posted on Jun, 13 2016 @ 12:06 PM
a reply to: BO XIAN
Hi Bo Xian, No I haven't been there and am sorry about that but I did look up a little about it which is why I concur with Nickn3 about the theory of
water storage etc. I have copied an article from the Archaelogy site which you might find interesting. I expect you have been lucky enough to get
there. I am afraid my archaeological trips have focused on Egypt and the ME so have only managed to see a small part of the world.
"Water is scarce too, but after the rains, the Chaco river receives runoff water coming from the top of the surrounding cliffs. This is clearly a
difficult area for agrigultural production. However, between AD 800 and 1200, ancestral puebloan groups, the Chacoans, managed to create a complex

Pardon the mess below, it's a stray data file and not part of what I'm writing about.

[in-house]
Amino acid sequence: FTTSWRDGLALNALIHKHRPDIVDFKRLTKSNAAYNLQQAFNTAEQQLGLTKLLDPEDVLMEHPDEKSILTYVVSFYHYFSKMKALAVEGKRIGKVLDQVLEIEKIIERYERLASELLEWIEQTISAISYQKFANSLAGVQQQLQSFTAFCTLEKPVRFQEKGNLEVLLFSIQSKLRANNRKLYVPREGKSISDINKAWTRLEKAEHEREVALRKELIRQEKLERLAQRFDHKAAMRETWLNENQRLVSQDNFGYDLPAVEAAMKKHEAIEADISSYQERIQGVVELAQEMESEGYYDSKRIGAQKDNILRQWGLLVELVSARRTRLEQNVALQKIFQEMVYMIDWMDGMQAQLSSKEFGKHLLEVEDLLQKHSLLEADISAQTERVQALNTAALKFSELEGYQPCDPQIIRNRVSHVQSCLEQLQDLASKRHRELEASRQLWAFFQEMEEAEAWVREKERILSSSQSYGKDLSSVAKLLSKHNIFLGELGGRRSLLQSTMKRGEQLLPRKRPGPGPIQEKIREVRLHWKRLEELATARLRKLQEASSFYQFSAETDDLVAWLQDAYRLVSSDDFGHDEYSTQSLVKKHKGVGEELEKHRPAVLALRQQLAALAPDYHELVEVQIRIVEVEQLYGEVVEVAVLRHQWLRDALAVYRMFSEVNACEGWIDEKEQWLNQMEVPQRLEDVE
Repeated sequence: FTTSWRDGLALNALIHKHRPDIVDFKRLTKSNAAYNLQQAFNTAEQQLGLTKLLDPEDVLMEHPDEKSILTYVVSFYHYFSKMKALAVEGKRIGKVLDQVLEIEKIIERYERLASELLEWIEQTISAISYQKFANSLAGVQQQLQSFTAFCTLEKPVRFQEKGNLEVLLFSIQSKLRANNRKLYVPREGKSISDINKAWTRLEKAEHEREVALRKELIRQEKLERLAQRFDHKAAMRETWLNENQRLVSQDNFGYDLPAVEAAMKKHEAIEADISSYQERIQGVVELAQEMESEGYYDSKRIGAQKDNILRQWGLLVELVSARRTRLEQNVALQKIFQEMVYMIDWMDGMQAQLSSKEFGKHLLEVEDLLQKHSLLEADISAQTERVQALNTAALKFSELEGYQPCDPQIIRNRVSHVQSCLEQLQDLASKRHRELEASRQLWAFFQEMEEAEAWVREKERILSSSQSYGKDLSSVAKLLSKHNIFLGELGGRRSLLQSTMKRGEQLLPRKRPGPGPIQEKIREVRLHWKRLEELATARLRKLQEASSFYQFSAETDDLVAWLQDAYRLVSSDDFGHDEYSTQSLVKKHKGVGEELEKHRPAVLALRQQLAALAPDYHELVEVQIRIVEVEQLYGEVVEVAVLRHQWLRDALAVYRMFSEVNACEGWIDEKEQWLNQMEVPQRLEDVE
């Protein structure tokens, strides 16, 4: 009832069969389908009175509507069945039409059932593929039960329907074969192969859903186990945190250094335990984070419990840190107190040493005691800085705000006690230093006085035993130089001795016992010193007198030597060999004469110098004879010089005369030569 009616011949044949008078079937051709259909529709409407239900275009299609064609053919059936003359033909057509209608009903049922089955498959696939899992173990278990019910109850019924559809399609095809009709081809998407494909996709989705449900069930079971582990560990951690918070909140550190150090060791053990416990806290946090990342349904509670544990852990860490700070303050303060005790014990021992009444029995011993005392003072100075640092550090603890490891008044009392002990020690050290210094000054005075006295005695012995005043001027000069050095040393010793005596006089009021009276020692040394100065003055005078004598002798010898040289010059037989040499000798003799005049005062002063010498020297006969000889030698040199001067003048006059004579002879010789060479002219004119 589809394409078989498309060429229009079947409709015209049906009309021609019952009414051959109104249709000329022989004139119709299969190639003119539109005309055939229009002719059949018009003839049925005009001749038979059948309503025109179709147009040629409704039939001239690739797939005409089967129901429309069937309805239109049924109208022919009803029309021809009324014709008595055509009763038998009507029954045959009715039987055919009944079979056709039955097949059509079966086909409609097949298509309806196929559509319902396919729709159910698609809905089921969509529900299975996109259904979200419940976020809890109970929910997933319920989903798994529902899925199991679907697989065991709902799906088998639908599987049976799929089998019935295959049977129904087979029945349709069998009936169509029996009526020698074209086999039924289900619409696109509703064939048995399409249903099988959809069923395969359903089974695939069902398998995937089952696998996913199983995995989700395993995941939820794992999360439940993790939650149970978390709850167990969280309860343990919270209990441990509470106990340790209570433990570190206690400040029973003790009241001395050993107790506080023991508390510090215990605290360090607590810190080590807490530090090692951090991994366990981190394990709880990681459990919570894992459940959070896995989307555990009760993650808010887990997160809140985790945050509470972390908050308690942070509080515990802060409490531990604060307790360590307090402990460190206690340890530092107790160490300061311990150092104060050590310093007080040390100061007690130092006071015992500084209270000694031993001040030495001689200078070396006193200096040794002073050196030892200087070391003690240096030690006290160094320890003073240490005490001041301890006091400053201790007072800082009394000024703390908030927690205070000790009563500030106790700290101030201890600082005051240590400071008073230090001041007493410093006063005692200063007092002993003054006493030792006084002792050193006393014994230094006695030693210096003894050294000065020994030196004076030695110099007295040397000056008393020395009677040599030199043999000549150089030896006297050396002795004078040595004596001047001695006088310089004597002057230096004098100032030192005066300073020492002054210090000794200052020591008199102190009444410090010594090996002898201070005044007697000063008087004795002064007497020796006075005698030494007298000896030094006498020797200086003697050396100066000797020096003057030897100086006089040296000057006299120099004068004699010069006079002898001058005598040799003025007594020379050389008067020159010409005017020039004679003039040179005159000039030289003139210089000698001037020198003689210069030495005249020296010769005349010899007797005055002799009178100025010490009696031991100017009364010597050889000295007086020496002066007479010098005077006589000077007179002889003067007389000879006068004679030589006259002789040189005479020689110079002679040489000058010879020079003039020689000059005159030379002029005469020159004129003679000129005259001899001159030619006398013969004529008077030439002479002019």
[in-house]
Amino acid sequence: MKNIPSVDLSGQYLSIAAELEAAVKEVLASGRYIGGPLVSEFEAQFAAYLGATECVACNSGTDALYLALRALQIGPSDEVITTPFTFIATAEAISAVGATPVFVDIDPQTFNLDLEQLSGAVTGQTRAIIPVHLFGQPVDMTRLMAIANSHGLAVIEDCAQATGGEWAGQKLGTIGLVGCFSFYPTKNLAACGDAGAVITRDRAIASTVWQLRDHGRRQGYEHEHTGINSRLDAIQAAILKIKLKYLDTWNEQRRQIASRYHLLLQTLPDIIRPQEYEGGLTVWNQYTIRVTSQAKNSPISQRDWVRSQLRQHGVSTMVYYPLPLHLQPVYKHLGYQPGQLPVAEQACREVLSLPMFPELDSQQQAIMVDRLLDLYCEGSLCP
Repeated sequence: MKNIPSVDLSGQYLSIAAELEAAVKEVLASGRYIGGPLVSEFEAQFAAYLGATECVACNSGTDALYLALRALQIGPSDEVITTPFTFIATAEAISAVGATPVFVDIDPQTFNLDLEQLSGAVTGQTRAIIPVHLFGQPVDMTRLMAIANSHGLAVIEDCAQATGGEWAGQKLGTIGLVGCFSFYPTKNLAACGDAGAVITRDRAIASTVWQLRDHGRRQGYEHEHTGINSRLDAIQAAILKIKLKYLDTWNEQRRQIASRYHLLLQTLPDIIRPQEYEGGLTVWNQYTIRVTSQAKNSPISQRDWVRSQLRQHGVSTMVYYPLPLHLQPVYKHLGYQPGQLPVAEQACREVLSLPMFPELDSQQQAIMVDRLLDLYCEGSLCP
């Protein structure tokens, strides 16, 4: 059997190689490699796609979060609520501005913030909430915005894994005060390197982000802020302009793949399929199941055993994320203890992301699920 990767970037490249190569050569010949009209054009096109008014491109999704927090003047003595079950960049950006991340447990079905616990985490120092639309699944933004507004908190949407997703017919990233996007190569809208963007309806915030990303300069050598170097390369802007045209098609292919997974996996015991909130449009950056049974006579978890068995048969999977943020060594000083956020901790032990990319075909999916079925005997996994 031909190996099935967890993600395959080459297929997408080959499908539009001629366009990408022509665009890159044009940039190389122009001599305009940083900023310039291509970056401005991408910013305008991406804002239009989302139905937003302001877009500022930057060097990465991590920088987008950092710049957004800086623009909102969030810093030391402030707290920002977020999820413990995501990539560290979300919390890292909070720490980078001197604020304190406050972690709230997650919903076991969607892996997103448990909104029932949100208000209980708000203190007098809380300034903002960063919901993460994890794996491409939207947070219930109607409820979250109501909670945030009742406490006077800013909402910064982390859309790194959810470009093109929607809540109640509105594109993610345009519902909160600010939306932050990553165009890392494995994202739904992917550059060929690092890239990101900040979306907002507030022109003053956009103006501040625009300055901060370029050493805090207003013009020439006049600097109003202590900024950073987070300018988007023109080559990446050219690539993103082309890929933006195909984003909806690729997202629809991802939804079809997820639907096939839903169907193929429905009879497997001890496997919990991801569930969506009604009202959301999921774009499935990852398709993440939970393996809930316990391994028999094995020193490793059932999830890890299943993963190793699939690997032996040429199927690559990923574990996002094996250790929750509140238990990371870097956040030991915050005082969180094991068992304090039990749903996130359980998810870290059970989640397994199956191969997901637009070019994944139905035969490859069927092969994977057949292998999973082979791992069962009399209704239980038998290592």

regional system of small villages and large centers, with irrigation systems and inter-connecting roads.
After AD 400, farming was well established in the Chaco region, especially after the cultivation of maize, beans and squash (the "three sisters")
became integrated with wild resources. The ancient inhabitants of Chaco Canyon adopted and developed a sophisticated method of irrigation collecting
and managing runoff water from the cliffs into dams, canals, and terraces. This practice--especially after AD 900--allowed for the expansion of small
villages and the creation of larger architectural complexes called great house sites."
I love seeing how innovative ancient man was.